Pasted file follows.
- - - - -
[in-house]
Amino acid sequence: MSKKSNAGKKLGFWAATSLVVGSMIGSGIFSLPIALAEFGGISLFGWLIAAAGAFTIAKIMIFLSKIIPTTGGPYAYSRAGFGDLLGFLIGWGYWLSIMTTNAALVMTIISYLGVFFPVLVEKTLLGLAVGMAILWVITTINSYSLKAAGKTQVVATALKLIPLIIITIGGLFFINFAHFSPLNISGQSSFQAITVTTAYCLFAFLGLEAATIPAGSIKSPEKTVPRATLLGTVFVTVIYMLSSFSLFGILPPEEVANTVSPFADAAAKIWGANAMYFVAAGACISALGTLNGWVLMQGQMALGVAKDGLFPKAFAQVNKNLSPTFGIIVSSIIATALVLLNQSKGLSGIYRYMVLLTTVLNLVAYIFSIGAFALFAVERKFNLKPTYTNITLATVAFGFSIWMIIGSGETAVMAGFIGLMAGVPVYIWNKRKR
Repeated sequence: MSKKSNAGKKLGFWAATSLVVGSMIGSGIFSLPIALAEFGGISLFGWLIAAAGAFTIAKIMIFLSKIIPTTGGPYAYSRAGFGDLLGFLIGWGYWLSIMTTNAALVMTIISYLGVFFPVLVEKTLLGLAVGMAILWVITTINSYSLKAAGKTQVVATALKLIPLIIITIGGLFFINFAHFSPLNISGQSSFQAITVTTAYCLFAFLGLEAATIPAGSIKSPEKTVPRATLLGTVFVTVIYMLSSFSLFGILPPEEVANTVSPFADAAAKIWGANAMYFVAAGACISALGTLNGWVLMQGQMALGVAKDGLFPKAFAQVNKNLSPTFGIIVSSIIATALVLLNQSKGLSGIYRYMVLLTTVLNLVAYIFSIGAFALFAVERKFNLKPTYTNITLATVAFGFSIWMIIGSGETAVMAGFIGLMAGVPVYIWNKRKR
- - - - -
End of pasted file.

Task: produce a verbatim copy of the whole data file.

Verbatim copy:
[in-house]
Amino acid sequence: MSKKSNAGKKLGFWAATSLVVGSMIGSGIFSLPIALAEFGGISLFGWLIAAAGAFTIAKIMIFLSKIIPTTGGPYAYSRAGFGDLLGFLIGWGYWLSIMTTNAALVMTIISYLGVFFPVLVEKTLLGLAVGMAILWVITTINSYSLKAAGKTQVVATALKLIPLIIITIGGLFFINFAHFSPLNISGQSSFQAITVTTAYCLFAFLGLEAATIPAGSIKSPEKTVPRATLLGTVFVTVIYMLSSFSLFGILPPEEVANTVSPFADAAAKIWGANAMYFVAAGACISALGTLNGWVLMQGQMALGVAKDGLFPKAFAQVNKNLSPTFGIIVSSIIATALVLLNQSKGLSGIYRYMVLLTTVLNLVAYIFSIGAFALFAVERKFNLKPTYTNITLATVAFGFSIWMIIGSGETAVMAGFIGLMAGVPVYIWNKRKR
Repeated sequence: MSKKSNAGKKLGFWAATSLVVGSMIGSGIFSLPIALAEFGGISLFGWLIAAAGAFTIAKIMIFLSKIIPTTGGPYAYSRAGFGDLLGFLIGWGYWLSIMTTNAALVMTIISYLGVFFPVLVEKTLLGLAVGMAILWVITTINSYSLKAAGKTQVVATALKLIPLIIITIGGLFFINFAHFSPLNISGQSSFQAITVTTAYCLFAFLGLEAATIPAGSIKSPEKTVPRATLLGTVFVTVIYMLSSFSLFGILPPEEVANTVSPFADAAAKIWGANAMYFVAAGACISALGTLNGWVLMQGQMALGVAKDGLFPKAFAQVNKNLSPTFGIIVSSIIATALVLLNQSKGLSGIYRYMVLLTTVLNLVAYIFSIGAFALFAVERKFNLKPTYTNITLATVAFGFSIWMIIGSGETAVMAGFIGLMAGVPVYIWNKRKR